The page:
The SABC operated within broadcasting legislation and the constitution when it decided not to broadcast violent protests, said communications minister Faith Muthambi.
Muthambi and a delegation from the SABC appeared before parliament’s portfolio committee on communications on Tuesday where she was giving an account of the state of affairs at the national broadcaster.
She cited a number of rules and sections in the Broadcasting Act and constitution, which allow the public broadcaster to reach a balance between freedom of expression and the incitement of violence.
“The corporation is encouraged to ensure the development of freedom of expression by providing a wide range of programming that reflects opinions, ideas and values,” Muthambi said.
“But in line with the public broadcasting mandate the corporation also has a role to ensure it contributes towards nation building and cohesion.”
She added that the decision not to air violent protests were in line with the constitution, which places limits on the freedom of expression. “Freedom of expression doesn’t extend to the propaganda of war,” Muthambi said.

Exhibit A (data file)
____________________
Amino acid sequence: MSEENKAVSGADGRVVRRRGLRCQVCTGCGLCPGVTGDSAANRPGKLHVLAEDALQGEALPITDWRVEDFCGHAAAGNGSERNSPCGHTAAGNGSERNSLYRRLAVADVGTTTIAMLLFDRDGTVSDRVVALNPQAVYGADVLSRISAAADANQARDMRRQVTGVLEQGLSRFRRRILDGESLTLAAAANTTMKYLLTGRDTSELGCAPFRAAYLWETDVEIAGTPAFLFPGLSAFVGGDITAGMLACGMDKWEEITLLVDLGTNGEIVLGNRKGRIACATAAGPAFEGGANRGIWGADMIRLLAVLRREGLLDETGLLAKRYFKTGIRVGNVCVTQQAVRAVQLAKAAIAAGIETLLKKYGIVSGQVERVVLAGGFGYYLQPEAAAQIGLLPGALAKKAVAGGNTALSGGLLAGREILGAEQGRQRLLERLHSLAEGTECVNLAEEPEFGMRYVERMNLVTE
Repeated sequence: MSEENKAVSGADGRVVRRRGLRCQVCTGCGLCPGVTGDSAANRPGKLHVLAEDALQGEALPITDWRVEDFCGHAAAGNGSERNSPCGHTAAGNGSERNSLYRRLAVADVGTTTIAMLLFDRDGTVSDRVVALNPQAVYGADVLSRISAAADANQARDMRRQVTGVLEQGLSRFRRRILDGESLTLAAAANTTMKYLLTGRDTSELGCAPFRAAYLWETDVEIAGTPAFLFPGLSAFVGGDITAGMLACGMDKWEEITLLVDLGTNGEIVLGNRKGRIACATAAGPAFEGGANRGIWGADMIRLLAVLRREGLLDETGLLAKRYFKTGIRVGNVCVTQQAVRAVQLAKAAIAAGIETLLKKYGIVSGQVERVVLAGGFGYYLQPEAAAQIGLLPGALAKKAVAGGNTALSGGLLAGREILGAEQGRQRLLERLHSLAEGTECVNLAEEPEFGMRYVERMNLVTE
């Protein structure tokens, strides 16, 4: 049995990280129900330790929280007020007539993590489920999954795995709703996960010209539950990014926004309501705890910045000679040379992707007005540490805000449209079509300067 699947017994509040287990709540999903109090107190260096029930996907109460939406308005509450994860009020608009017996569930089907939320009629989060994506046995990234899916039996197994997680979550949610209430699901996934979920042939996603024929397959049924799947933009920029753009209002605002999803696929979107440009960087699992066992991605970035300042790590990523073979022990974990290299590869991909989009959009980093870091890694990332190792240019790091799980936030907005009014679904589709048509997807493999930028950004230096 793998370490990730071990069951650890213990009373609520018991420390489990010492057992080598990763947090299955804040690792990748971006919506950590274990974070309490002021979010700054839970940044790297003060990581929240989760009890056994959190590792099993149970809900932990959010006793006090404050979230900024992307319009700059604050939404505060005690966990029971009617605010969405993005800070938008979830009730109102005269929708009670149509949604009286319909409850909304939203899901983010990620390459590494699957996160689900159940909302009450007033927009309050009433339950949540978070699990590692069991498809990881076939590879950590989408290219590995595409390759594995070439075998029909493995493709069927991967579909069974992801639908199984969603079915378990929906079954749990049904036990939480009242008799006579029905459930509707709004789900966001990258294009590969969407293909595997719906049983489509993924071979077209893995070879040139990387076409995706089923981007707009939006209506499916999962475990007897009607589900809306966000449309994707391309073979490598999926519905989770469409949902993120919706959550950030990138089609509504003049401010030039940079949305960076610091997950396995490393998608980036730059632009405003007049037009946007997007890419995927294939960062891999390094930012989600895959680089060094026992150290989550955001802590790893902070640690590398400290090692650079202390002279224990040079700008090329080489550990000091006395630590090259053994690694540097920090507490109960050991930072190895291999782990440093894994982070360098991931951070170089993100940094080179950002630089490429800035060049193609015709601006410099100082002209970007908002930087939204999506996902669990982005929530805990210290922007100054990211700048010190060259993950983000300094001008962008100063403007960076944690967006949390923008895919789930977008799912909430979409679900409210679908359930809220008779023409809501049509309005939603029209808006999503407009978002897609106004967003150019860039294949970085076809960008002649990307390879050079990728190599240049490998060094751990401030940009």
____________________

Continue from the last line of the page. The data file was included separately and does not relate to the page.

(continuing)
The SABC has the power to limit freedom of expression where it contravenes legislation, which includes limiting the screening of violence.
Muthambi also denied that the SABC unilaterally changed its editorial policy without engaging in public participation or notifying communications regulator Icasa.
According to her, the SABC made extensive provision for public comments on the broadcaster’s draft editorial policies.
“We embarked on a process of public consultation in 2013 and stakeholder meetings were held with more than 30 organisations. Almost 2 000 people attended the hearings and we received 216 submissions on the draft policies.”